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At long last, Detroit announces recreational marijuana ordinance — and it will include consumption lounges 

click to enlarge STEVE NEAVLING
  • Steve Neavling

After a year of postponing licensing of adult-use recreational marijuana sales in Detroit, City Council announced on Monday an ordinance detailing how the city will move forward.

A lot of people have been waiting for this, and there's a lot to unload in this announcement.

The city is allowing 75 licenses for retail sales establishments. In addition there will be 35 consumption establishments allowed, as well as 35 microbusiness licenses. Those are the only categories that will be capped; others, such as growers, secure transporters, or event organizers, are unlimited by any number.

The only real surprise here is the accommodation for consumption establishments — marijuana bars or lounges, so to speak. For once the city is getting out ahead on something related to marijuana.

"To step out with such a large number (of consumption establishments) is a little concerning for me right now," says council member James Tate, who has been the most hands-on with this issue.

Council's stated reason for a year's delay after the state began granting adult-use licenses has been that members wanted to make sure the social equity provisions in the state law had real bite.

The ordinance calls for at least 50 percent of all licenses to go to "legacy Detroiters." A legacy Detroiter is defined as a person who has lived in Detroit at least 15 of the past 30 years and for the past one year. A low-income legacy Detroiter has to have 13 years of 30 and the past year. A person who has been incarcerated needs to have 10 years residency and the past year.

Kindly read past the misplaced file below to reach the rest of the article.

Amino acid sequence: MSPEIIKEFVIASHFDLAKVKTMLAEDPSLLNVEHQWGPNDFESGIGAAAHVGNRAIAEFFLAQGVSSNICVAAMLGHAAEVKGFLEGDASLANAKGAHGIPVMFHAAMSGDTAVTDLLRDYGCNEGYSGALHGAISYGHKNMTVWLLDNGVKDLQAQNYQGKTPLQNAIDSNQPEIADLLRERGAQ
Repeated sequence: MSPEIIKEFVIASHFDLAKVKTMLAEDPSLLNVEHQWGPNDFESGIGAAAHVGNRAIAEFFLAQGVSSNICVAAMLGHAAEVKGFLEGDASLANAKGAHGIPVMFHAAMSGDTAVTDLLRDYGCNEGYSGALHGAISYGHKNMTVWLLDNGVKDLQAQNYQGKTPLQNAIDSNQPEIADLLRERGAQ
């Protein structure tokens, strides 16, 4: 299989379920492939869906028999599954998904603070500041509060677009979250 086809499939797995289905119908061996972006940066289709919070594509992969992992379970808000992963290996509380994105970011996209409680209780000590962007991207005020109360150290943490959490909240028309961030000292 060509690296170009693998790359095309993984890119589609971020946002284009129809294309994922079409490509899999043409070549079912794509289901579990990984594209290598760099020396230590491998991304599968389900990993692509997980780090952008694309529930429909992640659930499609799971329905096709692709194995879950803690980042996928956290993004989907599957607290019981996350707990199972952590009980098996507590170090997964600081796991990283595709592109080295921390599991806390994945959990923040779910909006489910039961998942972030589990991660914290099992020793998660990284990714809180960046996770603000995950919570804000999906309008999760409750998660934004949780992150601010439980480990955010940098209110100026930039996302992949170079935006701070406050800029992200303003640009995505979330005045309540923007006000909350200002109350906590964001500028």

In addition there will be a 90-day window at the beginning of the licensing period during which only Detroiters will be allowed to apply for licenses.
The 50-plus percent requirement seems like it might lead to some legal challenges. In raw numbers that means at least 38 recreational licenses must go to establishments with Detroiters holding at least 51 percent interest.

"The license goal is no less than 50 percent legacy Detroiters with those licenses," says Tate. "There is going to have to be some partnerships, no grandfathering, you're not guaranteed a license (if you have a medical marijuana license). Everyone is going to have to be creative. ... You'll have to provide the city with a plan for how you are going to be a good neighbor."

It was anticipated that there would be direct cash assistance for social equity applicants, but the only real financial incentive from the city is a 75 percent discount on properties for applicants who want to locate in one owned by the city land bank.

"COVID threw a big wrench into a lot of our plans to procure funding," Tate says. "There are challenges with the federal government and the banking aspect. That is a challenge. There are some that like the idea and want to participate but don't want to be the first. That is still a target intention, the goal of a fund that will be created to buffer some of those costs."

The city is also working to update records on schools, parks, and other establishments that are still actually in operation. A city ordinance prohibits marijuana businesses within 1,000 feet of several types of establishments, including day care centers and churches.

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